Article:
How to stop digest cycle manually in angularjs

All we need is an easy explanation of the problem, so here it is.

As digest cycle do the dirty checking of the variable that is if there are 100 scope variables and if I change one variable then it will run watch of all the variables.

Suppose I have 100 scope model variables that are independent of each other. If I make changes in one variable then I don’t want to check all other 99 variables. Is there any way to do this ? If yes, how ?

How to solve :

I know you bored from this bug, So we are here to help you! Take a deep breath and look at the explanation of your problem. We have many solutions to this problem, But we recommend you to use the first method because it is tested & true method that will 100% work for you.

Method 1

Surprisingly, this is usually not a problem, Browsers don’t have problems even with thousands of bindings, unless the expressions are complex. The common answer for how many watchers are ok to have is 2000.

Solutions :

It is fairly easy onwards from AngularJS 1.3, since one-time bindings are in core now.

  1. One time Binding of the variables.

We can use One time binding(::) directive to prevent the watcher to watch the unwanted variables. Here, variable will be watch only once & after that it will not update that variable.

  1. Stop the digest cycle manually.


<ul ng-controller="myCtrl">
  <li ng-repeat="item in Lists">{{lots of bindings}}</li>

Controller Code :

app.controller('myCtrl', function ($scope, $element) {
  $element.on('scroll', function () {
    $scope.Lists = getVisibleElements();

During the $digest, you are only interested in changes to Lists object, not changes to individual items. Yet, Angular will still interrogate every single watcher for changes.

directive for stop and pause the digest:

app.directive('stopDigest', function () {
  return {
    link: function (scope) {
      var watchers;

      scope.$on('stop', function () {
        watchers = scope.$$watchers;
        scope.$$watchers = [];

      scope.$on('resume', function () {
        if (watchers)
          scope.$$watchers = watchers;

Now, Controller code should be changed :

<ul ng-controller="listCtrl">
  <li stop-digest ng-repeat="item in visibleList">{{lots of bindings}}</li>

app.controller('myCtrl', function ($scope, $element) {
  $element.on('scroll', function () {
    $scope.visibleList = getVisibleElements();


Reference Doc :


Method 2

This is a good question and highlights one of the biggest deficiencies with Angular 1.x. There is little control over how the digest cycle is managed. It is meant to be a black box and for larger applications, this can cause significant performance issues. There is no angular way of doing what you suggest, but There is something that would help you achieve the same goals (ie- better performance of the digest cycle when only one thing changes).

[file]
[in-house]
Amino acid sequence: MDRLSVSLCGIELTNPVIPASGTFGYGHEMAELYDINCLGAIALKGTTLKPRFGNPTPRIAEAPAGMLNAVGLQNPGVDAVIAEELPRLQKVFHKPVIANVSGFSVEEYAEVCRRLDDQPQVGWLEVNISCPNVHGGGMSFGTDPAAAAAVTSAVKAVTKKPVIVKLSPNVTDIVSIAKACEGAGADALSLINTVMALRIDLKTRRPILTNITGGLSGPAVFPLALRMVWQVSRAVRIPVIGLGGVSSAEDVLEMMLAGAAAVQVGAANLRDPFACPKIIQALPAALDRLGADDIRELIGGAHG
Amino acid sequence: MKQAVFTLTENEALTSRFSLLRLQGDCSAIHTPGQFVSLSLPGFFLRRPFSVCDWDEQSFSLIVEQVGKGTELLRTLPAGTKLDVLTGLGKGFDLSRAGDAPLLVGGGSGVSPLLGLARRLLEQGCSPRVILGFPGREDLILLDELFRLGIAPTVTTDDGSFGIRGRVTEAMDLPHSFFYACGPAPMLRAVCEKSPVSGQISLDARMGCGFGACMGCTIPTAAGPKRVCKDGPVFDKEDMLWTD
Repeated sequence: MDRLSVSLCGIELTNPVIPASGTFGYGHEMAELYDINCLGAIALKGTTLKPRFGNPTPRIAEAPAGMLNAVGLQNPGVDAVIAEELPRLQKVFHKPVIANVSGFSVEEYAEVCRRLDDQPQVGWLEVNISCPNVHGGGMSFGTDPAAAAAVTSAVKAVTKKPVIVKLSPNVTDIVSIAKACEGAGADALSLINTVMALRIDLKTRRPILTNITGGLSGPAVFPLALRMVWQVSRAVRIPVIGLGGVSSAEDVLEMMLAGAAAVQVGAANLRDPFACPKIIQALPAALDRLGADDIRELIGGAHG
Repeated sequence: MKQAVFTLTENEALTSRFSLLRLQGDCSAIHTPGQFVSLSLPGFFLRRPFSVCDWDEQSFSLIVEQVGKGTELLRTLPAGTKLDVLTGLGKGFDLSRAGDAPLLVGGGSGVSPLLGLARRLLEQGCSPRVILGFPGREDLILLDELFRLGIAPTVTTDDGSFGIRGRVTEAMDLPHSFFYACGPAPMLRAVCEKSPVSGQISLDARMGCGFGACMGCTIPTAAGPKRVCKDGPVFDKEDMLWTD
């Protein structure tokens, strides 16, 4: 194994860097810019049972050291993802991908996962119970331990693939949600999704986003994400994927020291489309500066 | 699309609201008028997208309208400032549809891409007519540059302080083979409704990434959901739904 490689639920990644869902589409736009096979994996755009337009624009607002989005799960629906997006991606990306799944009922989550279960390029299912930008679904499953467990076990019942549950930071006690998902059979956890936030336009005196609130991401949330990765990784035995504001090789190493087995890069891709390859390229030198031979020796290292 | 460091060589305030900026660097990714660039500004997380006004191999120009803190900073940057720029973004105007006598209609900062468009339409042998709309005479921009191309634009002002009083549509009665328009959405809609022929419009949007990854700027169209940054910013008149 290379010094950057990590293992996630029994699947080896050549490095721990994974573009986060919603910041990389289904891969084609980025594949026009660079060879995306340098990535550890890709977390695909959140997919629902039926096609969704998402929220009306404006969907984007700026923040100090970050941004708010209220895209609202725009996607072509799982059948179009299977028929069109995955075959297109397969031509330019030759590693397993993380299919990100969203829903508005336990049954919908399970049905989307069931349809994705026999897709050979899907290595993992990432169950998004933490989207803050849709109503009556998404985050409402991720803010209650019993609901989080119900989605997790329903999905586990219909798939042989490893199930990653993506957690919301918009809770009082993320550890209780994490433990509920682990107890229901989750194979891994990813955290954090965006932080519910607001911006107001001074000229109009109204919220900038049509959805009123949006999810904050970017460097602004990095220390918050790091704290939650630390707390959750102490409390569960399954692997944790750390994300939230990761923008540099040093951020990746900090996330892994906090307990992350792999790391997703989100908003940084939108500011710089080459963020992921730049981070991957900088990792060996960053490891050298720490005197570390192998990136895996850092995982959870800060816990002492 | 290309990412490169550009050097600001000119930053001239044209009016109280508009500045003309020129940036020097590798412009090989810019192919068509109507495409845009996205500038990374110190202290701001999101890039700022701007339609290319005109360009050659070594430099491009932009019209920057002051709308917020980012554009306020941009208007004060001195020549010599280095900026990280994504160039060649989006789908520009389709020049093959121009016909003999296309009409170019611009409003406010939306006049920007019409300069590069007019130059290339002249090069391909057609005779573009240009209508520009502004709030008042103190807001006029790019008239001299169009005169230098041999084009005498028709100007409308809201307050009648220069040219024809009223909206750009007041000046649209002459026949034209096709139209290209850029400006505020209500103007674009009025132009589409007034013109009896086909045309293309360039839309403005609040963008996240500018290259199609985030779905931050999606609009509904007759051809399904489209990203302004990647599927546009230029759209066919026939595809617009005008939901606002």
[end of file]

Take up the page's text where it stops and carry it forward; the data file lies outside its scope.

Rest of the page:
I recommend using the bind-notifier plugin. I have no relationship with the project, but I am using it for my own project and have had great success with it.

The idea behind is that you can specify certain bindings to only be $digested when a specific event has been raised.

There are multiple ways of using the plugin, but here is the one that I find must effective:

In a template file, specify a binding using the special bind-notifier syntax:


These two bindings will not be dirty-checked on most digest cycles unless they are notified.

In your controller, when user data changes, notify the bindings like this:

this.refreshUserData().then(() => {

(and similar for job-data-changed)

With this, the bindings for will only be checked on the broadcast.

A few things to keep in mind:

  1. This essentially subverts one of the key benefits of angular (also it’s core weakness for large applications). Two way binding usually means that you don’t need to actively manage changes to your model, but with this, you do. So, I would only recommend using this for the parts of your application that have lots of bindings and cause slowdowns.
  2. $emit and $broadcast themselves can affect performance, so try to only call them on small parts of the $scope tree (scopes with few or no children).
  3. Take a good look at the documentation since there are several ways to use the plugin. Choose the usage pattern that works best for your application.

Method 3

This is quite a specific use-case to do exclusive/conditional checks in the digest cycle and I don’t think it is possible without forking/hacking the angular core.

I would consider refactoring how/what you are $watching. Perhaps using ngModelController‘s $viewChangeListeners would be more suitable than $watch?

Note: Use and implement method 1 because this method fully tested our system.
Thank you 🙂

All methods was sourced from or, is licensed under cc by-sa 2.5, cc by-sa 3.0 and cc by-sa 4.0

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